Sadly, we can't all afford a brand new Galaxy S6 Edge+ with 128 GB of internal storage. When buying a new phone, many of us have to face the eternal dilemma: choose a fresh midrange handset or go for the old glory of a flagship from yesteryear. Which is the better choice?
This question is becoming increasingly difficult to answer. Mid-range Android phones have undergone something of a revolution in recent years. We recently wrote about how budget devices are becoming more impressive while premium devices are flailing. Before that, I argued that you shouldn't spend more than US$100 on a phone.
And we asked a similar question almost half a year ago where we took a look at some of the considerations when buying a new phone. Specifically, weighing the pros and cons of a new mid-range device against an older flagship. Now we’re following up with some numbers.
So, what's the answer?
Of course, we all want something different from our smartphones. If you like photography, the camera will need to be good. If you like games, you'd better make sure the device is packing strong performance and a nice display.
But I don't want to retread all the sentiments of the previous article here, so instead, let's look at some practical examples and draw some conclusions at the end.
Moto X (2013) vs Moto G (2015)
The Motorola Moto X 2013 was the first phone released by the American manufacturer under the umbrella of Google. It boasted a pure Android experience (it's interface was almost exactly like Google's stock Android software) and was the beginning of the impressive Motorola Moto range. Among its virtues was its 4.7-inch HD AMOLED display.
The Moto G 2015 is the third device Motorola's entry-level G series. Despite being a budget handset, it offers surprisingly good performance, a 13 MP camera and a large battery, for less than US$200.
|Motorola Moto X||Motorola Moto G (2015)|
|Model:||XT1055||Sorry, not yet available!|
|Dimensions:||129.4 x 65.3 x 10.4 mm||142.1 x 72.4 x 11.6 mm|
|Weight:||130 g||155 g|
|Battery size:||2200 mAh||2470 mAh|
|Screen size:||4.7 in||5 in|
|Screen:||1280 x 720 pixels (385 ppi)||1280 x 720 pixels (294 ppi)|
|Front camera:||2 megapixels||5 megapixels|
|Rear camera:||10 megapixels||13 megapixels|
|Android version:||4.4.2 - KitKat||5.1.1 - Lollipop|
|RAM:||2 GB||1024 MB|
|Internal storage:||16 GB
|Removable storage:||Not available||microSD|
|Chipset:||Qualcomm Snapdragon S4 Pro||Qualcomm Snapdragon 410|
|Number of cores:||2||4|
|Max. clock speed:||1.7 GHz||1.4 GHz|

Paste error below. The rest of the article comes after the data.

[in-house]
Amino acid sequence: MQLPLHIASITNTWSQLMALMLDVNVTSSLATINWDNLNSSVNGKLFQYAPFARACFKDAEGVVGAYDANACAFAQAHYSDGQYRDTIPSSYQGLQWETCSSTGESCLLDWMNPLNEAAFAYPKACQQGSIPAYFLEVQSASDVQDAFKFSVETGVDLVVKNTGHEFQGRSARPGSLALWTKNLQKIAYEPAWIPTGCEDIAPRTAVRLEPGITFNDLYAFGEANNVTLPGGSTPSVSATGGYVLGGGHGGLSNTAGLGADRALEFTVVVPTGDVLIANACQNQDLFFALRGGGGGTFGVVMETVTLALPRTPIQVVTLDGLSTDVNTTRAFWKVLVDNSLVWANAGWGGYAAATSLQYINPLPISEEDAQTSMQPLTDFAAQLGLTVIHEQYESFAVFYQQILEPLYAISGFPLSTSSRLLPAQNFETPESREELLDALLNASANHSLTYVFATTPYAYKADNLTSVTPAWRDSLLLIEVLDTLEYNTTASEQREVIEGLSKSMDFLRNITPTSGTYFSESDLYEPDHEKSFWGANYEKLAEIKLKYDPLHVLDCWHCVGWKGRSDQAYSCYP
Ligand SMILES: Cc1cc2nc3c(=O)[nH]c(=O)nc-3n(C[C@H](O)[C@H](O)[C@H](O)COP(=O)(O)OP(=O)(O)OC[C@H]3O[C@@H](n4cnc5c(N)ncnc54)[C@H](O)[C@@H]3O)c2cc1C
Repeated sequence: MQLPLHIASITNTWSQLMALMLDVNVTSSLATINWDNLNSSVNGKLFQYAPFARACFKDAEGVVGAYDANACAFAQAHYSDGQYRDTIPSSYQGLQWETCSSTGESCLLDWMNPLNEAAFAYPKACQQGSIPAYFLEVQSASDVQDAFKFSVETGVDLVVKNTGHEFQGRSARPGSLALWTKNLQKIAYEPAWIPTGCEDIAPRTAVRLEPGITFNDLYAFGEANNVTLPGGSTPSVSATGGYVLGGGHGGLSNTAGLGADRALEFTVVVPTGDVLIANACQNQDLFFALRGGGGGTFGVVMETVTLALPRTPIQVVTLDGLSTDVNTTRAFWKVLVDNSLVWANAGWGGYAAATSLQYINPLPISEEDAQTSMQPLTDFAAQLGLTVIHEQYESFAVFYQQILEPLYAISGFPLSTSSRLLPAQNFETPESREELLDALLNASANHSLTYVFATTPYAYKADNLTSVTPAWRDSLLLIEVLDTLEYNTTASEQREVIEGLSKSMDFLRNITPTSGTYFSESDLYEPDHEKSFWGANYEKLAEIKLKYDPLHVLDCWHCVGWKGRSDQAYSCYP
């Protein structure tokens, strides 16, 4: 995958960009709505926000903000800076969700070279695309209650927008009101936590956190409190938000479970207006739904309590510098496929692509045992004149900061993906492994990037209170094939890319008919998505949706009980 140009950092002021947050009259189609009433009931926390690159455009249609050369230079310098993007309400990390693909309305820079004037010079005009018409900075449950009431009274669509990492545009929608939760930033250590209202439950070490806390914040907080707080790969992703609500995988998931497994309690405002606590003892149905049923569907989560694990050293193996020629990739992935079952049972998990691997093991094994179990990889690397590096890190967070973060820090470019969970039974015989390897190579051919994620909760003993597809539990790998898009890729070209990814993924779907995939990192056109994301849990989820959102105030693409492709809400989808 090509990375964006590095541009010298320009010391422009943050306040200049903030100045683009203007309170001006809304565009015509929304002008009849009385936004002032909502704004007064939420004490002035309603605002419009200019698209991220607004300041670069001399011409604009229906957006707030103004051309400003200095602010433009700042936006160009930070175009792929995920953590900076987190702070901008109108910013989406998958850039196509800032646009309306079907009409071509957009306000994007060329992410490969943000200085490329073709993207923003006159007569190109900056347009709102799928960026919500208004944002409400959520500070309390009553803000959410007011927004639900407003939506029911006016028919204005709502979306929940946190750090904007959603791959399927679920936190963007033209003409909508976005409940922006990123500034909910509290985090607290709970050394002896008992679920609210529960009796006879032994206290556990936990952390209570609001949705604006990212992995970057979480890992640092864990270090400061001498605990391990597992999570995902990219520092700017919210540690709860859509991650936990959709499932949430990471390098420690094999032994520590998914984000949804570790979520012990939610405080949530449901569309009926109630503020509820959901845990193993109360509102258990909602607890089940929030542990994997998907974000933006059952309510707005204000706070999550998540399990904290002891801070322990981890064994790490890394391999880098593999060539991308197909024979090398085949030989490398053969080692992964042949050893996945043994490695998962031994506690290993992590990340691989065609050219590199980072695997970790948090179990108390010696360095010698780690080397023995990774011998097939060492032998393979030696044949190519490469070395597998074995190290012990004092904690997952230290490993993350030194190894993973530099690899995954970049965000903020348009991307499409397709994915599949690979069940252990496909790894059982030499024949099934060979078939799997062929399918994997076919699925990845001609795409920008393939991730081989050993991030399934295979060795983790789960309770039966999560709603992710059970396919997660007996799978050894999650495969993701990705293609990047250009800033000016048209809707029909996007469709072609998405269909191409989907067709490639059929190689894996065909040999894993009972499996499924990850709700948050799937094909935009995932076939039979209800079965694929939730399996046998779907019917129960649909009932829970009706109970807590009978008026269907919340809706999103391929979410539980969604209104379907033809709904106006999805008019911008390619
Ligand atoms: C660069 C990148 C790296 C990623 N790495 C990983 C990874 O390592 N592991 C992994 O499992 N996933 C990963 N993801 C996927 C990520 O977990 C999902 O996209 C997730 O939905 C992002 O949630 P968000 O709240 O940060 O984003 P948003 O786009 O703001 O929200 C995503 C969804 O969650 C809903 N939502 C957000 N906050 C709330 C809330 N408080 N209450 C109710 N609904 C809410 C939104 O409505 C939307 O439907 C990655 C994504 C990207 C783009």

|Connectivity:||HSPA, LTE, Bluetooth 4.0||HSPA, LTE, Bluetooth 4.0|
The Snapdragon 410 processor in the Moto G (2015) is slightly faster than the Snapdragon S4 Pro in the Moto X (2013), but the latter has more RAM and more memory. Another advantage of the Moto G 2015 is water resistance, although it lacks the NFC capabilities of the Moto X.
The two devices are closely matched, but the key thing to consider is that the Moto G will receive future Android updates, whereas the 2013 Moto X will not receive Marshmallow.
Samsung Galaxy S5 vs Galaxy A5 (2016)
The Galaxy S5 faced criticism over its somewhat vanilla design, but the truth is that it had many very good qualities. These included a great camera, good battery life and a 5.1-inch Super AMOLED display with Full HD resolution.
We know that Samsung is not the fastest to push Android updates out, but the S5 is due to be upgraded to Android Marshmallow.
|Samsung Galaxy S5||Samsung Galaxy A5 (2016)|
|Model:||SM-G900F||Sorry, not yet available!|
|Dimensions:||142 x 72.5 x 8.1 mm||144.8 x 71 x 7.3 mm|
|Weight:||145 g||155 g|
|Battery size:||2800 mAh||2900 mAh|
|Screen size:||5.1 in||5.2 in|
|Screen:||1920 x 1080 pixels (432 ppi)||1920 x 1080 pixels (424 ppi)|
|Front camera:||2.1 megapixels||5 megapixels|
|Rear camera:||16 megapixels||13 megapixels|
|Android version:||4.4.2 - KitKat||5.1 - Lollipop|
|RAM:||2 GB||2 GB|
|Internal storage:||16 GB
|Chipset:||Qualcomm Snapdragon 801||Sorry, not yet available!|
|Number of cores:||4||8|
|Max. clock speed:||2.5 GHz||1.6 GHz|
|Connectivity:||HSPA, LTE, NFC, Bluetooth 4.0||HSPA, LTE, NFC, Bluetooth 4.1|
The Galaxy A5 (2016) was released in 2016, and although it's a mid-ranger, its price may be a bit high for what it offers. The best thing about this handset is the design, which features a metal frame holding two sheets of glass. Lovely.
With regards to price, the Galaxy S5 can be found for around US$350 right now, while the Galaxy A5 launched for US$250. That's still quite a price difference, so does the older flagship Galaxy S5 handset offer enough over the new mid-ranger to justify the extra cost price?
Even at US$350, the S5 expensive, especially considering it will only receive one more major Android update. The A5 should receive at least two, has a better design and a better front facing camera (this is crucial for some people). Rear camera performance – and device performance in general – is still better on the S5, but both Samsung phones have a Full HD display.
This is why these comparisons are so interesting: we weren't overwhelmed by the Galaxy A5 in our review, but when we look at it against the S5, which did impress us at the time of our initial review, it might be the better choice.
As for the old and new Motorola devices, the newer model may well be the winner too. Though it has less RAM and a smaller internal storage capacity, the camera and battery life are improved, plus it is still receiving Android updates, and its storage can be expanded via microSD card.
It's not so easy to get hold of a new Moto X these days, but when you can it costs around US$200, while the 3rd Gen Moto G can be found for around US$180.
It the case of both the Motorola duo and the pair of Samsungs, in seems there are strong arguments to be made for choosing the latest mid-range handsets over the older flagships.
Where do you stand on this topic? Give us your thoughts in the comments.